Scientists rubbish Auckland University professors’ letter claiming Māori knowledge is not science

A public letter from a group of prominent academics at the University of Auckland that claims Māori knowledge “is not science” has been rubbished by other scientists.

The letter, signed by seven professors, was published in the Listener magazine in response to proposed changes to the Māori school curriculum.

Those changes are meant to put mātauranga Māori (Māori knowledge) on a par with other types of knowledge, particularly Western knowledge.

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But the academics – drawn from biological sciences, psychology, philosophy and education – claimed that while indigenous knowledge contributes to our understanding of the world, “it falls far short of what we can define as science”.

“Better to ensure that everyone participates in the world’s scientific enterprises. Indigenous knowledge may indeed help advance scientific knowledge in some ways, but it is not science.”

The New Zealand Association of Scientists was “dismayed” to see mātauranga’s value to science being questioned so publicly by prominent academics, and the letter was “utterly rejected” by the Royal Society Te Apārangi.

And University of Auckland vice-chancellor Dawn Freshwater told staff the letter did not represent the university’s views.

It had caused “considerable hurt and dismay” among staff and students, she wrote in an email on Monday.

“While the academics are free to express their views, I want to make it clear that they do not represent the views of the University of Auckland,” Freshwater said.

“The University has deep respect for mātauranga Māori as a distinctive and valuable knowledge system. We believe that mātauranga Māori and Western empirical science are not at odds and do not need to compete. They are complementary and have much to learn from each other.”

Dr Daniel Hikuroa (Ngāti Maniapoto, Waikato-Tainui), a geologist and senior lecturer in Māori studies at Auckland University, said science was both “a method for generating knowledge, and all knowledge generated using that method”.

Some indigenous knowledge – though not all – had been generated using the scientific method so it was clearly science, Hikuroa said.

He pointed to the Māramataka – the Māori lunar calendar – and how it is applied as science.

“It predicts that things will happen and they continue to happen. That knowledge is accurate and precise. It’s been arrived at through…the empirical approach. Make an observation, then you make a prediction, and that prediction comes true – so cool, then you embed that knowledge.”

Much mātauranga Māori was generated using the scientific method but had been codified according to a Māori world view, he added.

Ecologist Dr Tara McAllister (Te Aitanga ā Māhaki, Ngāti Porou) said while Freshwater’s letter showed “great leadership”, the letter’s authors were also in leadership positions at the university.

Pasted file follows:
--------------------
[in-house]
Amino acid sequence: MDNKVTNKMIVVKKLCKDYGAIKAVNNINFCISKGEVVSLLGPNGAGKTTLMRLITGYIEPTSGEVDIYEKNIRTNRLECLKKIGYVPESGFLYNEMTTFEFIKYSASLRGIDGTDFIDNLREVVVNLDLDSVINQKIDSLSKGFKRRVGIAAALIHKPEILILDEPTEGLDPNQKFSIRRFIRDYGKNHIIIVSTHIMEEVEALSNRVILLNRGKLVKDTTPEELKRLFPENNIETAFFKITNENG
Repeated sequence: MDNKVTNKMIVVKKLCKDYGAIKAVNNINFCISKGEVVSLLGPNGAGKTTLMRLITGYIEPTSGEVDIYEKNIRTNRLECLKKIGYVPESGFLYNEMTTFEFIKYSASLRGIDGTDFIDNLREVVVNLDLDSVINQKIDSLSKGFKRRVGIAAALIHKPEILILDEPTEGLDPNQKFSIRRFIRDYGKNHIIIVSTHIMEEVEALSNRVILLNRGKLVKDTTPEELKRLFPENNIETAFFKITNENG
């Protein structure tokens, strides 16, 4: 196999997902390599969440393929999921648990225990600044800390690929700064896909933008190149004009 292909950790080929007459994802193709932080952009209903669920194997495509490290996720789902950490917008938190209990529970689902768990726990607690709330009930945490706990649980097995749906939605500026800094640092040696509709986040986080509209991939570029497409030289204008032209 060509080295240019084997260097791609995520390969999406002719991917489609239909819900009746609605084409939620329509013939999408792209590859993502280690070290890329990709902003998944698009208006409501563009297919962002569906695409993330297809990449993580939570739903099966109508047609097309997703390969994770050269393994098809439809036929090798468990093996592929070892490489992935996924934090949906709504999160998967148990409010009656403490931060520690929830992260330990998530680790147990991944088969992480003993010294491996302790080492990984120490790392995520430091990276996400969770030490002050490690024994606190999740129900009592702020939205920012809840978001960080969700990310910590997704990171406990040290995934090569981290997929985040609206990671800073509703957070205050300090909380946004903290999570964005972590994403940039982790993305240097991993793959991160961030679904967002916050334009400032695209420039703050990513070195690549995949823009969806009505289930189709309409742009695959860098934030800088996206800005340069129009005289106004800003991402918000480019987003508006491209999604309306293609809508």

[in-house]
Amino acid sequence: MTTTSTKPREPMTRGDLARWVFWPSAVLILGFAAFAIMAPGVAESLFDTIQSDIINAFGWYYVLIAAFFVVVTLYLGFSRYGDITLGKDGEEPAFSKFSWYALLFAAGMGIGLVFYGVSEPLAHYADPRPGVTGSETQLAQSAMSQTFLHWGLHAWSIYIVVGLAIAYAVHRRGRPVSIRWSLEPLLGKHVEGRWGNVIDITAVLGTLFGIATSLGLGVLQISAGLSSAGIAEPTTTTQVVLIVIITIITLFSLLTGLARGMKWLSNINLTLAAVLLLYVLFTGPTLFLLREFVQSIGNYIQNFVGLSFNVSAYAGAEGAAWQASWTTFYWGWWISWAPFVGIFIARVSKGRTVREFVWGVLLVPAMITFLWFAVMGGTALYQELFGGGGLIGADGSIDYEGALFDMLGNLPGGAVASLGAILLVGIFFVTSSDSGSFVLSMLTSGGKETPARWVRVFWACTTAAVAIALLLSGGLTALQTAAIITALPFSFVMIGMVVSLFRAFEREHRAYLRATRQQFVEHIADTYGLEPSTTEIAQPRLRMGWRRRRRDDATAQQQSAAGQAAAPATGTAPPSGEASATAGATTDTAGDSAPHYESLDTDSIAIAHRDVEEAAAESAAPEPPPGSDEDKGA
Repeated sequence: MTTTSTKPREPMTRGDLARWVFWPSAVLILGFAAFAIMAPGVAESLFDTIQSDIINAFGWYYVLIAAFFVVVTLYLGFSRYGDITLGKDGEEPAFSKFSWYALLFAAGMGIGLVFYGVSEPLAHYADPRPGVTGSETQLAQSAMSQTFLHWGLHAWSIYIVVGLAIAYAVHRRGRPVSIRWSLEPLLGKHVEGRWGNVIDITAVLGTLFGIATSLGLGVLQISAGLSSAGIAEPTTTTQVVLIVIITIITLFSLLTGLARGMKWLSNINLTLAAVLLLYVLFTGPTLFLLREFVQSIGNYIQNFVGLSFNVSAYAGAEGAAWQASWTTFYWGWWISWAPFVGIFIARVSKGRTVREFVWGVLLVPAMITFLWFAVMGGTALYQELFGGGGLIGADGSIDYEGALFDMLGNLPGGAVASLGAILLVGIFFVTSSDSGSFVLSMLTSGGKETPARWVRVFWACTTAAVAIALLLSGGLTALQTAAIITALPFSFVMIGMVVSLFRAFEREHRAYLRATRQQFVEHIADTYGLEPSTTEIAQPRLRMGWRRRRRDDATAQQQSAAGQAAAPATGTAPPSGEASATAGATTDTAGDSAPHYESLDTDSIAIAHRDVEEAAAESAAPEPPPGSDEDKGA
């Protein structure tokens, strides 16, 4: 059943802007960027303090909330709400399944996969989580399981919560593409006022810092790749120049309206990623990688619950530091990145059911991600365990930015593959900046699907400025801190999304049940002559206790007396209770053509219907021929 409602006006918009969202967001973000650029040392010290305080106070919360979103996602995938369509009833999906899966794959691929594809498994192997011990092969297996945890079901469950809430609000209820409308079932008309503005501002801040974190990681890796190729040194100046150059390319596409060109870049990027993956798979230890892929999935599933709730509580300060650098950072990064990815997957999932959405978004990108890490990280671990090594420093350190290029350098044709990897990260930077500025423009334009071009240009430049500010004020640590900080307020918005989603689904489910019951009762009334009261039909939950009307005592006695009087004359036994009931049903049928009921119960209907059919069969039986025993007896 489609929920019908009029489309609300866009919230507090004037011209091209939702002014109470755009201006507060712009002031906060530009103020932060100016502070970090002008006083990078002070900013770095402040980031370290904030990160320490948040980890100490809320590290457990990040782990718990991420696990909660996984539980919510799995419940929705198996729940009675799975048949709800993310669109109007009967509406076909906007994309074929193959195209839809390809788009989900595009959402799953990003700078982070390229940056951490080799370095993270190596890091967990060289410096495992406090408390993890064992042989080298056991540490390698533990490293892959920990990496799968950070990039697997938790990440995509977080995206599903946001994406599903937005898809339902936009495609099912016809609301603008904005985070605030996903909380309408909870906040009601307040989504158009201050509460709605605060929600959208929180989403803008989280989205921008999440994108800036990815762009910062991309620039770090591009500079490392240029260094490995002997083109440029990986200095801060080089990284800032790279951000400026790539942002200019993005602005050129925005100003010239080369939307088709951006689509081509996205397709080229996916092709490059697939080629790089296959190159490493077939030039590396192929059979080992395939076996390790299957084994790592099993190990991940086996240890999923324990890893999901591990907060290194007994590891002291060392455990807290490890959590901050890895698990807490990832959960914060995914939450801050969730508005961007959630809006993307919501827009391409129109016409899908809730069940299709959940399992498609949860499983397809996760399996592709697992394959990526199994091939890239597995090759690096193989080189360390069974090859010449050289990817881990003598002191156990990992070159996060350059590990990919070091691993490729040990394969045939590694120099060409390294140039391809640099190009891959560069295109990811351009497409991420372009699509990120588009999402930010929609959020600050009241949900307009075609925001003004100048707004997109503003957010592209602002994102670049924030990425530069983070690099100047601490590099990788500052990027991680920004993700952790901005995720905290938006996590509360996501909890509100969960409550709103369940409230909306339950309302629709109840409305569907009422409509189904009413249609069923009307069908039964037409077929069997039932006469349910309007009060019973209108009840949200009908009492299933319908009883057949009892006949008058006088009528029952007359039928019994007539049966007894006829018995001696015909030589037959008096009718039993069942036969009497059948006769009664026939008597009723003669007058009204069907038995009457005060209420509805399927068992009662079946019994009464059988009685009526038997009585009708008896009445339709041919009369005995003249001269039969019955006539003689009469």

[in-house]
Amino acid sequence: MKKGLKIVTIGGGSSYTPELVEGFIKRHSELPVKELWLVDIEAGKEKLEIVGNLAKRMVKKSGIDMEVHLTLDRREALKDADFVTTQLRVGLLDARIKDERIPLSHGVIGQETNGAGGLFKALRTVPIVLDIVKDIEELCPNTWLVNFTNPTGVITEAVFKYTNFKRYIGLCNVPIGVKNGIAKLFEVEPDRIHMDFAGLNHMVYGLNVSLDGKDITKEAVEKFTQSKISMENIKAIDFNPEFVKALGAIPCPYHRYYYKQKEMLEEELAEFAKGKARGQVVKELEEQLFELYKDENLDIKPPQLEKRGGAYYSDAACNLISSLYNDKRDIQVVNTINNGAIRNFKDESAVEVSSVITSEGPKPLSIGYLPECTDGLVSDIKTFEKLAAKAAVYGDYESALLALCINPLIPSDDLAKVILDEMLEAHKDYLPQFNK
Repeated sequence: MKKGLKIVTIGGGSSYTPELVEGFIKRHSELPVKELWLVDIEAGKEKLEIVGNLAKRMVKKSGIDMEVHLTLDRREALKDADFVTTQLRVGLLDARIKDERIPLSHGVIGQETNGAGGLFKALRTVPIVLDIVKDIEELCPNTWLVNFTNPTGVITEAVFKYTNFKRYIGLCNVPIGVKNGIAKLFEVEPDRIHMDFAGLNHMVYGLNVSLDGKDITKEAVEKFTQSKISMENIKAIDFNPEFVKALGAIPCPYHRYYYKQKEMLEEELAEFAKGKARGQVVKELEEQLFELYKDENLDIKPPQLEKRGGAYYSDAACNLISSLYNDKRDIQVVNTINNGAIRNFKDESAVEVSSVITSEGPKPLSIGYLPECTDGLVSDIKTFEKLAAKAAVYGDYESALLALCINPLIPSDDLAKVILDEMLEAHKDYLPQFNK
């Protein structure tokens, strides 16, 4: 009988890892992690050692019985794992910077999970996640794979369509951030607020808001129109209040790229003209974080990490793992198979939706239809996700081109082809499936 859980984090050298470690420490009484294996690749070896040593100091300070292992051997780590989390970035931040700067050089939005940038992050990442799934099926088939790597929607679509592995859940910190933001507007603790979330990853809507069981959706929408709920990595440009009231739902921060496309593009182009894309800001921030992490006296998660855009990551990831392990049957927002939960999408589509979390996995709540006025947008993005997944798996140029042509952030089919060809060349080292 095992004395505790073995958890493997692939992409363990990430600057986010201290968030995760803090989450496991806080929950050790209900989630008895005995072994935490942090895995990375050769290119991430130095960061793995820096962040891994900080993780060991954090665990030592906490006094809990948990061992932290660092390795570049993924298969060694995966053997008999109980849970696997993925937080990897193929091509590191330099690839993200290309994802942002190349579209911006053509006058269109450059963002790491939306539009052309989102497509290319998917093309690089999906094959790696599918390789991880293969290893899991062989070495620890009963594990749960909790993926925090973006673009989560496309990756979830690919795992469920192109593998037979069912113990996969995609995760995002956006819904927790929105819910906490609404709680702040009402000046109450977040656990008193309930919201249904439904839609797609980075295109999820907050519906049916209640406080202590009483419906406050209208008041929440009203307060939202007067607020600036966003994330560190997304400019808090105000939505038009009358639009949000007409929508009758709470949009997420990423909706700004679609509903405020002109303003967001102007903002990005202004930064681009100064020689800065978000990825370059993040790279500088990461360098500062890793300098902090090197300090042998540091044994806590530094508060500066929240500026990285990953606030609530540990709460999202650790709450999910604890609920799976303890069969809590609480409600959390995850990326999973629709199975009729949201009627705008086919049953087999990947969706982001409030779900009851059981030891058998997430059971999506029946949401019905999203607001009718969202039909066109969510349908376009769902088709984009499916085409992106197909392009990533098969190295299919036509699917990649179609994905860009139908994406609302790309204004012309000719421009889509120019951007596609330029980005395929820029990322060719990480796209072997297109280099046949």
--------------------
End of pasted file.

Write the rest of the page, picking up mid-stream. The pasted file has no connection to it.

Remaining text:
She rejected the “inaccurate assertion that my tīpuna did not do science”.

“As Rangi Mataamua says we did not navigate to Aotearoa on myths and legends. We did not live successfully in balance with the environment without science. Māori were the first scientists in Aotearoa.”

Mātāmua is a preeminent astronomer and expert on maramataka.

Victoria University of Wellington sociology professor Joanna Kidman (Ngāti Maniapoto,Ngāti Raukawa) said it was “really disturbing that Western science is being pitted against indigenous knowledge”.

“It’s not productive, it doesn’t advance scientific debate,” she said. “Māori don’t need Western science to endorse or authenticate our knowledge systems, which are centuries old – but to dismiss it without understanding…really suggests quite an astonishing lack of awareness and rigour.”

Kidman said it was now common for indigenous and non-indigenous communities to work together to solve “the really big problems of our time” such as climate change, and the letter writers were not representative of most scientists.

Ministry committed to "parity for Māori knowledge" in NCEA assessment

The Listener letter took issue with proposals that would see students looking at “the ways in which science has been used to support the dominance of Eurocentric views”, including how it’s been used to colonise Māori and suppress mātauranga Māori.

The course would also discuss “the notion that science is a Western European invention and itself evidence of European dominance over Māori and other indigenous peoples”.

The authors claimed that would spread “disturbing understandings of science” and lead to mistrust in science.

Jackie Talbot, the Ministry of Education’s group manager for student achievement, said as part of the ongoing review of achievement standards the ministry had committed to “explicitly reflect and promote mana ōrite mō tē mātauranga Māori [parity for Māori knowledge] within NCEA assessment”.

Science teachers would be supported to design courses to include both “mātauranga pūtaiao” (Māori scientific knowledge) and “Western science” which had traditionally been taught in schools.

“These working terms are being consulted upon, and will be adapted if feedback suggests they are not useful.”

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Science students would be encouraged to compare and contrast scientific methods, including traditional Māori ways of understanding the natural world anchored in concepts like whakapapa and kaitiakitanga (guardianship).

Those concepts would be woven through scientific content and promote “scientifically literate and capable young people”.

The quotes referenced in the Listener letter are drawn from a technical report containing analysis from subject experts, which was referenced in the wider documents. The ministry says the report does not represent its position or policy but was released in June to inform public engagement.

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